It’s been a long season.
The surface also hurt Williams, who found herself in some marathons earlier in the week and by the second set of the final, had simply run out of legs.
On the doubles side, the decision last year to ditch the round-robin format used in singles and adopt a single-elimination format for the eight qualifying teams relegated it to a footnote for the week.
Had it not been for the retirement of Martina Hingis (who along with partner Yung-Jan Chan was eliminated in her second match, following her confirmation that this would indeed be her swan song), it might have passed virtually unnoticed.
For the four teams eliminated in the first round, the notion of working all season to get to Singapore, to fly all the way to Singapore, and to play just one match is a little unfair.
But it was made necessary by the fluctuating crowd support in Singapore.
The first edition in 2014 was a huge success on the attendance side. And while the WTA Tour kept the attendance figures on the down low in the intervening years (the numbers are not even available for 2016), they cut early-week day sessions. They cut the legends’ event. They reduced the “Rising Stars” component to a regional Asian event that also passed unnoticed.
(Remember 2015, when 22-year-old Caroline Garcia, already ranked No. 35, was considered a “rising star”? A little crazy. But a final between Garcia and Naomi Osaka that year certainly had more marquee value than this year’s finals between … Priska Nugroho and Pimrada Jattavapornvanit, and Megan Smith and Ya-Hsin Lee.)
Singapore results and grades
 Simona Halep
In her first round-robin match against Garcia, she looked like a world beater. It was Halep’s first match as the new world No. 1, and she played the part to perfection.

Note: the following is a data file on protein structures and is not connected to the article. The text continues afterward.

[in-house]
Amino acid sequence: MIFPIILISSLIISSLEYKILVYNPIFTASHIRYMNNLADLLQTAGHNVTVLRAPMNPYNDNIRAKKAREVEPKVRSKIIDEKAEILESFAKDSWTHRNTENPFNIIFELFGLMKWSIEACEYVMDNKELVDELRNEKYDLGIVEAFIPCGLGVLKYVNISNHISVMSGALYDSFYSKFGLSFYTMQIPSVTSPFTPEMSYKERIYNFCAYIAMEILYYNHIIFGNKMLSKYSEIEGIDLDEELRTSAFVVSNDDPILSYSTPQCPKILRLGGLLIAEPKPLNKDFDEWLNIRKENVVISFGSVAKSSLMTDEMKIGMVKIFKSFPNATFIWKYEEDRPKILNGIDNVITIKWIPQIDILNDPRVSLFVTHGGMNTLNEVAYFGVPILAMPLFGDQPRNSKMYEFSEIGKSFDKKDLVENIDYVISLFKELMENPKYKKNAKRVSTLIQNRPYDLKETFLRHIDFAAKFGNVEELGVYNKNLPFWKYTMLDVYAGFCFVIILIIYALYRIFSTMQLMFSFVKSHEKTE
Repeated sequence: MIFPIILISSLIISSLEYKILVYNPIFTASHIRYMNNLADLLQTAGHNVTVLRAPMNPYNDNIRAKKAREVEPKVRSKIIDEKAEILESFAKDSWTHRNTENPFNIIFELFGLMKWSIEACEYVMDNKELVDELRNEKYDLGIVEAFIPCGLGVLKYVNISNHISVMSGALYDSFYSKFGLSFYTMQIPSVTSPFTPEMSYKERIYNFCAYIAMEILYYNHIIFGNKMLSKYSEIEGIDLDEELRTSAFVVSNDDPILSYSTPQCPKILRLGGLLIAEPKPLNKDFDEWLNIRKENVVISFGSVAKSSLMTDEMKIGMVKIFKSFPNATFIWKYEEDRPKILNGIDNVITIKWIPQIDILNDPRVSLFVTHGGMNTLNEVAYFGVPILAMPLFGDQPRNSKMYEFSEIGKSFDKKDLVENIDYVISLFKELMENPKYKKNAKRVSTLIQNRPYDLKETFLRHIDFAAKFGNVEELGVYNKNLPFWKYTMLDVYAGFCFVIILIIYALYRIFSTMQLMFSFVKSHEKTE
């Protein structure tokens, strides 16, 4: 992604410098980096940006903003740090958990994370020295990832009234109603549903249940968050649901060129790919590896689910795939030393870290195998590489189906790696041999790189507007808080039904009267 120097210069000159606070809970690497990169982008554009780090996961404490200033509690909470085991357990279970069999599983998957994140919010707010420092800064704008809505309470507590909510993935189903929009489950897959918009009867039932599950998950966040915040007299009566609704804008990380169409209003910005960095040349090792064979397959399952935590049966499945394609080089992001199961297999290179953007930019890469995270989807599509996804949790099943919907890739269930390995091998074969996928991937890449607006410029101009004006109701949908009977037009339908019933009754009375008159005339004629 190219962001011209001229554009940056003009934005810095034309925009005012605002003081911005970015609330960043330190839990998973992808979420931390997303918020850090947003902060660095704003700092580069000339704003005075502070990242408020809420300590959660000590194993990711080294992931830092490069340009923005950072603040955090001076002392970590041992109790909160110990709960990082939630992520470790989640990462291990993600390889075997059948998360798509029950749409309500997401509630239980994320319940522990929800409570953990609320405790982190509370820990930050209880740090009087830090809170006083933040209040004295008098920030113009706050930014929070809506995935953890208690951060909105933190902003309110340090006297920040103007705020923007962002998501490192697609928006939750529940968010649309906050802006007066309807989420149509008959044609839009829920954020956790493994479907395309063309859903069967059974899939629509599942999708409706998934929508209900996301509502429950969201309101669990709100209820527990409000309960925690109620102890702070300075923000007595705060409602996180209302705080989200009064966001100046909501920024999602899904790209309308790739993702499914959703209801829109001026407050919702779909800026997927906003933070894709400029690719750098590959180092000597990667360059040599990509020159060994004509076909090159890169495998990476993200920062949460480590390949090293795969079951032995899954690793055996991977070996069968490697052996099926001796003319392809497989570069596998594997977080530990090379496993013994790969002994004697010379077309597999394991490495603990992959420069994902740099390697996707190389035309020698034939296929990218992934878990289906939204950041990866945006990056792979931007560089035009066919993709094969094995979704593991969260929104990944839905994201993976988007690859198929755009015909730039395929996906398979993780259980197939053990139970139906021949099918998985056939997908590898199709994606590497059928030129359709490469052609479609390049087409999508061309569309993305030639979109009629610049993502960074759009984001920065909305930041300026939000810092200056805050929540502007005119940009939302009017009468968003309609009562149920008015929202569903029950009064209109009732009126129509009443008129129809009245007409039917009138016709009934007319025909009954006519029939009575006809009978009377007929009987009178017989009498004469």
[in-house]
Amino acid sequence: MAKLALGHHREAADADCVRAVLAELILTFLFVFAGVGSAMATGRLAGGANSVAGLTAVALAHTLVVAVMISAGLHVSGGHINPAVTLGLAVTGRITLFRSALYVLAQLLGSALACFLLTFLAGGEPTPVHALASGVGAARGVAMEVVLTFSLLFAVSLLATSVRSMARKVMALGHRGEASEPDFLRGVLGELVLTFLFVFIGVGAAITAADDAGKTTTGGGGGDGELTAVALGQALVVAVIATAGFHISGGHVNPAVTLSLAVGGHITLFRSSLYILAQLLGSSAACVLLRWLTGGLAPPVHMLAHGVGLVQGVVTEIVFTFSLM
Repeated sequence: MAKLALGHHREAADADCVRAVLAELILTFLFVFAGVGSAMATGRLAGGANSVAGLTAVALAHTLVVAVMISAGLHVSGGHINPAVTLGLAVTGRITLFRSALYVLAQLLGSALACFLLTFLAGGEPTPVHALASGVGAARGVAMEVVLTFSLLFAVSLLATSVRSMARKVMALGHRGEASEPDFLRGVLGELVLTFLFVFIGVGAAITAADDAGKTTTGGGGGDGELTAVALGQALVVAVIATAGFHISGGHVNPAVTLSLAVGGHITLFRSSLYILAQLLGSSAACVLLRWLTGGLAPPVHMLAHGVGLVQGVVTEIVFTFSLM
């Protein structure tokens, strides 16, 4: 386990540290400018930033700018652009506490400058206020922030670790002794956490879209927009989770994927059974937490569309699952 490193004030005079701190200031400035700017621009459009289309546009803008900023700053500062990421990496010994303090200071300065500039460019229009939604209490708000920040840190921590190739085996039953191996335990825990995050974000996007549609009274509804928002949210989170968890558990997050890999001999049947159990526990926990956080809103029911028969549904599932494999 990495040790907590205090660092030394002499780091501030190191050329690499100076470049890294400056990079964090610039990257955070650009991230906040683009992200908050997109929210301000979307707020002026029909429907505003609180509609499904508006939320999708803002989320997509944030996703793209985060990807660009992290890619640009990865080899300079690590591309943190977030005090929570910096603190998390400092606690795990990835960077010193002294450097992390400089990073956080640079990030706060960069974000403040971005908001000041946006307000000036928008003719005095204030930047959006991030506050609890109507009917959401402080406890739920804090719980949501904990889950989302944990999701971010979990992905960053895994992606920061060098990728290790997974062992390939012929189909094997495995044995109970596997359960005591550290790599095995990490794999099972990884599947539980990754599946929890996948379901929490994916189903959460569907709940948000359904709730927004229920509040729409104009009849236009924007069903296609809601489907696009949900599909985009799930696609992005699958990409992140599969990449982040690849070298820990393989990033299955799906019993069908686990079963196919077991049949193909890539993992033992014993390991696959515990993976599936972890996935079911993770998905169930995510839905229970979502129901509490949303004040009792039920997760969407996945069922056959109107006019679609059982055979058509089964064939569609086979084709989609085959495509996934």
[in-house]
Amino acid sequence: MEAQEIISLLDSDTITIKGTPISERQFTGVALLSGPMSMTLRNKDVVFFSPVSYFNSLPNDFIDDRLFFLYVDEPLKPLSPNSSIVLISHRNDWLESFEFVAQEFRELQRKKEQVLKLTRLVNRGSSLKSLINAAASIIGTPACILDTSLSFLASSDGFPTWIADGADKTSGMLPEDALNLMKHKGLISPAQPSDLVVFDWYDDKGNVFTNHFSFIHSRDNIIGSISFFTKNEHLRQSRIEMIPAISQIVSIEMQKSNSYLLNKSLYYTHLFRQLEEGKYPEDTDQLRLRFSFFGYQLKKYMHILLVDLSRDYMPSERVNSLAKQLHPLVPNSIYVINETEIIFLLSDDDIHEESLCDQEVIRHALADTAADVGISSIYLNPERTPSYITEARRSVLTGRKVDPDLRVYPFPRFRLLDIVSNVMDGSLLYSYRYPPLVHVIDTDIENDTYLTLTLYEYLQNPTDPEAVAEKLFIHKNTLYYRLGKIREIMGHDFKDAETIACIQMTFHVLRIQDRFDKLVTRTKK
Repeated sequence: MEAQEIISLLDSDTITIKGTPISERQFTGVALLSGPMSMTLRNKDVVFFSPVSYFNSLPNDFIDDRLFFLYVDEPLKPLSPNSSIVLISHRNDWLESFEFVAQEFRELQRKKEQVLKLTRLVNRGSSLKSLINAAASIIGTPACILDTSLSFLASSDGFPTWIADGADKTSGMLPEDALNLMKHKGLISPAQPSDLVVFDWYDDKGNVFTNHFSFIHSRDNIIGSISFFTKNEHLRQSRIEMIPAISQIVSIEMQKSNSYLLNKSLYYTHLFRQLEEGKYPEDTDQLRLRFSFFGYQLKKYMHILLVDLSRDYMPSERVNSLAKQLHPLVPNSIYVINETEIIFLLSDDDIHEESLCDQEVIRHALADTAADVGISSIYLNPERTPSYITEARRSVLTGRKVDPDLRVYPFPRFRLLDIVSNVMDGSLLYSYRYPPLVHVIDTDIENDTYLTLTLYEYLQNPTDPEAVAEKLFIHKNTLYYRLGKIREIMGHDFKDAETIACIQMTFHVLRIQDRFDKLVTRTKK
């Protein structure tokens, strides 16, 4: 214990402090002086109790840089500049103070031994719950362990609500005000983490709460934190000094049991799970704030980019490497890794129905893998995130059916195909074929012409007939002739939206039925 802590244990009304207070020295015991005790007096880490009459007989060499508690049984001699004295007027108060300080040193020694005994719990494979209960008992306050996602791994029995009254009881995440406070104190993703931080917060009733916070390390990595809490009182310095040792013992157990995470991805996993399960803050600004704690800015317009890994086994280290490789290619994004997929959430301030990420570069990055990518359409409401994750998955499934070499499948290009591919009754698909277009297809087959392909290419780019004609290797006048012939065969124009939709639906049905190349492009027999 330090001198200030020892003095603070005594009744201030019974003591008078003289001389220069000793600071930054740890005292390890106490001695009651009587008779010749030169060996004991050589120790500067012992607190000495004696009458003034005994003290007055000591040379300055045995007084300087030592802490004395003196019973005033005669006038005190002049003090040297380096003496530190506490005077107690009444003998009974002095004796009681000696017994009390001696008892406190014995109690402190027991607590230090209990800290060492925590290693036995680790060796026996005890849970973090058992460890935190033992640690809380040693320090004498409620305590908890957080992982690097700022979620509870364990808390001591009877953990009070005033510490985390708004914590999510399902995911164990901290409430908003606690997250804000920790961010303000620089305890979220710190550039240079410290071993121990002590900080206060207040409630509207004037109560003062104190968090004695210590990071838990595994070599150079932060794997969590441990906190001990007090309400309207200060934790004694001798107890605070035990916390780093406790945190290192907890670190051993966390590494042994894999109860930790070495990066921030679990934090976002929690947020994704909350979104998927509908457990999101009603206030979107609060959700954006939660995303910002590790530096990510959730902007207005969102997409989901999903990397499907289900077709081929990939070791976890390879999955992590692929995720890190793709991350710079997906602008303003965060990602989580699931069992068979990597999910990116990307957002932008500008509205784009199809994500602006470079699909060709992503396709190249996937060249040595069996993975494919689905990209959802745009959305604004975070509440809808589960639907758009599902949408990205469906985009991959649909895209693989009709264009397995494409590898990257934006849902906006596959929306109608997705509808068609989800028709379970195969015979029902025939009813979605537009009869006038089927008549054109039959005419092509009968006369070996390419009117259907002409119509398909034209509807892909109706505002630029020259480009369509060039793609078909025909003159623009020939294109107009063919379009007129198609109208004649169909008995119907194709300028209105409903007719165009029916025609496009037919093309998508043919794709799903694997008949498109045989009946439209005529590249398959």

In her second, against Wozniacki, she won just two games. In her third, against Elina Svitolina, she won just seven games and was eliminated.
She finishes the season ranked No. 1. But she didn’t finish it playing like a No. 1. Her challenge in 2018 will be to marry up those two concepts.
 Garbiñe Muguruza
The WTA Tour Player of the Year, the Wimbledon champion, didn’t finish her season the way she wanted to.
She began the week well against overwhelmed Singapore rookie Jelena Ostapenko. But then, it unraveled with a desultory loss to Karolina Pliskova. The defeat at the hands of Williams was a bruising one. Still, it was a straight-sets loss.
The Spaniard has the mien and posture of a champion. But there’s something missing. It seemed as though she might be the one to come through and take a firm grasp on the top spot, in this window of opportunity caused by the absence of so many champions. But it didn’t happen. It’s an ongoing mystery.
 Karolina Pliskova
With one-week coach Rennae Stubbs on board, the on-court coaching consults definitely took an uptick – especially for non-Czech speakers. Pliskova had already co-opted Barbora Strycova coach Tomas Krupa for 2018, so it can go no further. But hopefully some of the other players in Singapore will give it some consideration, because Stubbs, a great athlete who mastered the entire court during her career, has something to offer.